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Discourse studies: Between social constructionism and linguistics. A critical overview

Authors
  • Cap, Piotr
Type
Published Article
Journal
Topics in Linguistics
Publisher
Sciendo
Publication Date
Dec 01, 2019
Volume
20
Issue
2
Pages
1–16
Identifiers
DOI: 10.2478/topling-2019-0006
Source
De Gruyter
Keywords
License
Green

Abstract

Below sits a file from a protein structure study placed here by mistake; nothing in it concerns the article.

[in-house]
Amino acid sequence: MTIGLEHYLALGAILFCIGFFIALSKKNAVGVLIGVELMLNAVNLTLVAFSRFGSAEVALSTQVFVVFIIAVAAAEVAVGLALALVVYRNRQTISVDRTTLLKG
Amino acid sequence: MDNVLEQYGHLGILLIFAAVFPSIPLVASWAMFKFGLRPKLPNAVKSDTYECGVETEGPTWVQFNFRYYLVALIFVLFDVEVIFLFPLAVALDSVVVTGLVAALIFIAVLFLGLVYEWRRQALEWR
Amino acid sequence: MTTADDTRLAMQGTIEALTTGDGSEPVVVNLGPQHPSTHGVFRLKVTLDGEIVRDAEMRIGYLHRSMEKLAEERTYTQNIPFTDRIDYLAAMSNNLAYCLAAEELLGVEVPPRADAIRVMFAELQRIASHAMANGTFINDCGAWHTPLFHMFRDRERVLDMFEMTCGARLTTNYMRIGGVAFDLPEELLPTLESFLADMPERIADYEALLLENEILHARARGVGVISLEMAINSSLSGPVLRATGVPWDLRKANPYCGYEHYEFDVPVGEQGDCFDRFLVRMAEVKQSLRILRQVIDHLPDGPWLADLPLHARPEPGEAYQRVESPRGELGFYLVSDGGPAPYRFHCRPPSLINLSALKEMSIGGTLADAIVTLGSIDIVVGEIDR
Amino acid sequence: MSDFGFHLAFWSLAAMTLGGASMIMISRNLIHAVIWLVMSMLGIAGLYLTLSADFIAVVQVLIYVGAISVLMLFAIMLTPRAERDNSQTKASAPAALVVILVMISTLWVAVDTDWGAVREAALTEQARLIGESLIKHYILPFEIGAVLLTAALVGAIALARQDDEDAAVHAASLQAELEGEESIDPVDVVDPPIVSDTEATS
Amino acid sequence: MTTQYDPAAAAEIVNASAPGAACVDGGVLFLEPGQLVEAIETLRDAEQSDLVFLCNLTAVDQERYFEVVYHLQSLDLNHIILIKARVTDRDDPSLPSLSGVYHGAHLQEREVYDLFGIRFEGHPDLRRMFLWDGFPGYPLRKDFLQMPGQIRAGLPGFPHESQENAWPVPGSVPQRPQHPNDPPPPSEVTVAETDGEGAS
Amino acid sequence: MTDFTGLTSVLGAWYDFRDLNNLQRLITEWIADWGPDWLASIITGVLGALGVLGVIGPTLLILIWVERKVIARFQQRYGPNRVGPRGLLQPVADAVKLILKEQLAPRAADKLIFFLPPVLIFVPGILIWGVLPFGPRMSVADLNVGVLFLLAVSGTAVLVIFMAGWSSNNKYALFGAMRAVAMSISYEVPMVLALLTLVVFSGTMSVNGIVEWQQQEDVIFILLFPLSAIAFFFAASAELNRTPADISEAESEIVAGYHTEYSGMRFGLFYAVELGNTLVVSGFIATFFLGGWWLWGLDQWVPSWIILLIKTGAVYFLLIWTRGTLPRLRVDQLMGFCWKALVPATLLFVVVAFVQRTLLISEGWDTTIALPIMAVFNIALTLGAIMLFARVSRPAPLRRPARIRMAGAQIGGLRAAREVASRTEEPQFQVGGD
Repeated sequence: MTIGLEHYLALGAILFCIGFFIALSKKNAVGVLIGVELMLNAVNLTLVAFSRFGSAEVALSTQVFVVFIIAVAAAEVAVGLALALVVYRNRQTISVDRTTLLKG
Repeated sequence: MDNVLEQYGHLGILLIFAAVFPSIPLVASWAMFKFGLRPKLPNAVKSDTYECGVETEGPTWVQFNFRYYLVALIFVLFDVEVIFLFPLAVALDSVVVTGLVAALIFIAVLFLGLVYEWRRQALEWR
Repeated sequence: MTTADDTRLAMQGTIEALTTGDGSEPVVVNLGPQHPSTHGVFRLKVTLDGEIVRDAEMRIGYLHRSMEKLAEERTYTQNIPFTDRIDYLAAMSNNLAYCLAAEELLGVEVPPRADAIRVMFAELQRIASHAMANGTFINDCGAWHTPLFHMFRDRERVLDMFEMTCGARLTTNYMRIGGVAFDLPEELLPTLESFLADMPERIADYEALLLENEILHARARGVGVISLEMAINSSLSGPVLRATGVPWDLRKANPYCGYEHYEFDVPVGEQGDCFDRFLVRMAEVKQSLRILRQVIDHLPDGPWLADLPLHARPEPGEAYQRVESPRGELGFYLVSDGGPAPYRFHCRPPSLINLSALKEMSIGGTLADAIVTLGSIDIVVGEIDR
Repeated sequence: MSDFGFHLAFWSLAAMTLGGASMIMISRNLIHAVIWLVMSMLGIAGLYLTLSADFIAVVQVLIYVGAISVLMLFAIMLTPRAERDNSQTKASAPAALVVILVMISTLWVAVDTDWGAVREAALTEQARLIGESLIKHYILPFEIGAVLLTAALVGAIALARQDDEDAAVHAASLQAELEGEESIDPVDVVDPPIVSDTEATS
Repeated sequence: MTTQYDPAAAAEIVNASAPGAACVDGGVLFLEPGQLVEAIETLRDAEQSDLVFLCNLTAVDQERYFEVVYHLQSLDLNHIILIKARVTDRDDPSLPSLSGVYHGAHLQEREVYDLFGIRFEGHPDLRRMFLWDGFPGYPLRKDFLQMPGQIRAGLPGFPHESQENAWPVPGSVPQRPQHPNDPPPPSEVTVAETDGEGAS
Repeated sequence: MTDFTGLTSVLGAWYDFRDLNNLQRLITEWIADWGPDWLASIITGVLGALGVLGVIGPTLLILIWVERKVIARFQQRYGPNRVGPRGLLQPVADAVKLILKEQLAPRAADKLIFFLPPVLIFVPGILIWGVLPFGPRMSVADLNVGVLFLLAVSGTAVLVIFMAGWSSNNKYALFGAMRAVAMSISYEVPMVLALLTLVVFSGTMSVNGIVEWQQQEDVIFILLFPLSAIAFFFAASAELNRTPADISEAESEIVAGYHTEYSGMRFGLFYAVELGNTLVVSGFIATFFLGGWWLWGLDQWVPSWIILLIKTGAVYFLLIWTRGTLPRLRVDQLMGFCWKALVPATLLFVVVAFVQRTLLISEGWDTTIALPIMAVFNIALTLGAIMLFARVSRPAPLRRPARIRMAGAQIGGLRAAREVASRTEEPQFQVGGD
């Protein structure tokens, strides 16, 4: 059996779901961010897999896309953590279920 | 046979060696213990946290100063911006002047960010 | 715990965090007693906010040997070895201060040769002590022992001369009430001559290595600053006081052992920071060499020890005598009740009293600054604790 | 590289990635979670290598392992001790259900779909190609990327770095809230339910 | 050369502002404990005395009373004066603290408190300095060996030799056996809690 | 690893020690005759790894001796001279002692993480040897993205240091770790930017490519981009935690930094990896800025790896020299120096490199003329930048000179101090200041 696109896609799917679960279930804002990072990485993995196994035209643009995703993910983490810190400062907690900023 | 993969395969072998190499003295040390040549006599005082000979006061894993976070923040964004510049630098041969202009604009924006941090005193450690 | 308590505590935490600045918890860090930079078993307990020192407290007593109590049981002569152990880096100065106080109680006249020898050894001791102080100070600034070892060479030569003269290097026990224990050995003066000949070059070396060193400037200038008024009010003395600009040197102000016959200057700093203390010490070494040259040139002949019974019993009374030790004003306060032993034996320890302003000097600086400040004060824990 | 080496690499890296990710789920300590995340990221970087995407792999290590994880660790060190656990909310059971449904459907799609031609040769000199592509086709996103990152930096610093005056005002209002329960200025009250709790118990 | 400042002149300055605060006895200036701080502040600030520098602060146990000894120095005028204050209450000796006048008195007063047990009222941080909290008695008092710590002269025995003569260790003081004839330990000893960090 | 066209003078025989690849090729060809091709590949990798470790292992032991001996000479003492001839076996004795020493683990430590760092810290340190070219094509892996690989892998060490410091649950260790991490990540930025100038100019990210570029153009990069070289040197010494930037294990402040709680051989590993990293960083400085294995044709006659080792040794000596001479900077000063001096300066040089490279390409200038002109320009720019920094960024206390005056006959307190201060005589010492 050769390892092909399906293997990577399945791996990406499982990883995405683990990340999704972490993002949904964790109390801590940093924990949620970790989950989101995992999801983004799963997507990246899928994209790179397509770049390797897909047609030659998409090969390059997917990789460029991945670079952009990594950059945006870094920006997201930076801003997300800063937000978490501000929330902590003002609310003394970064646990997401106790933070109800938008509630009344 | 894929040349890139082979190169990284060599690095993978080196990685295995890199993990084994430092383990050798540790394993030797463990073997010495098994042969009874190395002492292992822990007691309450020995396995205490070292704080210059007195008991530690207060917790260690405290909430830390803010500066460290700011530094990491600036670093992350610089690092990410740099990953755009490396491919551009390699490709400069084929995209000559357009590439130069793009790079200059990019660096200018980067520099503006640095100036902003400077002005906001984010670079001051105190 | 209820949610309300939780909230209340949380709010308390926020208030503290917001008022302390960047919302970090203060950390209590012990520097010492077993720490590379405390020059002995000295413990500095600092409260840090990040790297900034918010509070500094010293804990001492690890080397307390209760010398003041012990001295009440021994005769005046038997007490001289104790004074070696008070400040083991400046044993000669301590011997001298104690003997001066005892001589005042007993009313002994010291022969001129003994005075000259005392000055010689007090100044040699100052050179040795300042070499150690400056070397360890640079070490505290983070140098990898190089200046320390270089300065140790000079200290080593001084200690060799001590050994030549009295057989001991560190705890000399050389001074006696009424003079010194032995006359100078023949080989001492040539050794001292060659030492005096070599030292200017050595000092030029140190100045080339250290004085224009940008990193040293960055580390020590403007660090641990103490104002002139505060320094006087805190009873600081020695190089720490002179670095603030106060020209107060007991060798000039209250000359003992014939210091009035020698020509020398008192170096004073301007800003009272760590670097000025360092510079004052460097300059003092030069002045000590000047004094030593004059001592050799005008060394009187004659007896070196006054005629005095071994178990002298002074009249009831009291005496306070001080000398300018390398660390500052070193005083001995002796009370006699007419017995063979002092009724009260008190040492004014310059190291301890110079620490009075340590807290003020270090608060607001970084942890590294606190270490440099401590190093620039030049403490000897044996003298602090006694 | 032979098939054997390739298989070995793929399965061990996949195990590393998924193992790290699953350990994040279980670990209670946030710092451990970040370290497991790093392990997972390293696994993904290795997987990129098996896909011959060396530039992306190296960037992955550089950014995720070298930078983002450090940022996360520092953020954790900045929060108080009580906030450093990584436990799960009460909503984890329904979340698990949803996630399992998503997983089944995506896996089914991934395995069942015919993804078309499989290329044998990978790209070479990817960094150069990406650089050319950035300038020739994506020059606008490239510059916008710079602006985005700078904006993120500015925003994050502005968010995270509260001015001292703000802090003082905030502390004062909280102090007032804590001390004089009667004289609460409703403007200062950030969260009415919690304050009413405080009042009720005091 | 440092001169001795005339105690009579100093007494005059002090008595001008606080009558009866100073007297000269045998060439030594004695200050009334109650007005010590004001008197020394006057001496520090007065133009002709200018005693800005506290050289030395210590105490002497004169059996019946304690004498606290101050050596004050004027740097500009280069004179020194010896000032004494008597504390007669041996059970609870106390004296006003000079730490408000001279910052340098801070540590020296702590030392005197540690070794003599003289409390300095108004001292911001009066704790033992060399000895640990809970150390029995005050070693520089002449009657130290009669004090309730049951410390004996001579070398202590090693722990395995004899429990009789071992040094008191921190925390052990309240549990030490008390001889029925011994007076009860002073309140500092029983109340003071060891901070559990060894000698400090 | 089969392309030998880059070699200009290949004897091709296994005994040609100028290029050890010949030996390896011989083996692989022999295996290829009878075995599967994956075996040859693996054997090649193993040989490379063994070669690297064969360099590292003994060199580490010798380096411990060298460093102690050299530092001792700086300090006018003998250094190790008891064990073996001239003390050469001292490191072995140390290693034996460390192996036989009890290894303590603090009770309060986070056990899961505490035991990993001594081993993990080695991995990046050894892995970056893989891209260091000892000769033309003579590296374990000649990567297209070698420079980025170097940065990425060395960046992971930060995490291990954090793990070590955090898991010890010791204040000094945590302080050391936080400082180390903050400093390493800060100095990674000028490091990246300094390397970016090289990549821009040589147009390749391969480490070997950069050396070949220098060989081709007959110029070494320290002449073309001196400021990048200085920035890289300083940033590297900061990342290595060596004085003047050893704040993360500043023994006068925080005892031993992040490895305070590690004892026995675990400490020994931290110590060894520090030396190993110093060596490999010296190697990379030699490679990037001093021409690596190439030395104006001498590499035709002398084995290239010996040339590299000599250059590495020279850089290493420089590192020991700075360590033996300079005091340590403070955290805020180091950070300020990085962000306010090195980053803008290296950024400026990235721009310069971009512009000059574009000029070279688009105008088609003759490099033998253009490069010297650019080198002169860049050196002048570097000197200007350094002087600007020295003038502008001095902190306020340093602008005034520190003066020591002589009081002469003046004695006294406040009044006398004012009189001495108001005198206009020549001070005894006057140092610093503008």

This paper gives a critical overview of the analytical approaches dominating the field of discourse studies in the last three decades, from the perspective of their philosophical and formative bases: social constructionism and linguistics. It explores different conceptions of the theoretical nexus between these two bases leading to the emergence of three distinct yet complementary strands of thought (i-iii). The paper starts with poststructuralist views of discourse salient in (i) Laclau and Mouffe’s Discourse Theory. Laclau and Mouffe’s assumption that no discourse is a closed entity but rather transformed through contact with other discourses is taken as the introductory premise to present a large family of (ii) critical discourse studies, characterized as text-analytical practices explaining how discourse partakes in the production and negotiations of ideological meanings. Finally, the paper discusses (iii) three recent discourse analytical models: Discourse Space Theory, Critical Metaphor Analysis and the Legitimization-Proximization Model. These new theories take a further (and thus far final) step towards consolidation of the social-theoretical and linguistic bases in contemporary discourse studies. The empirical benefits of this consolidation are discussed in the last part of the paper, which includes a case study where the new models are used in the analysis of Polish anti-immigration discourse.

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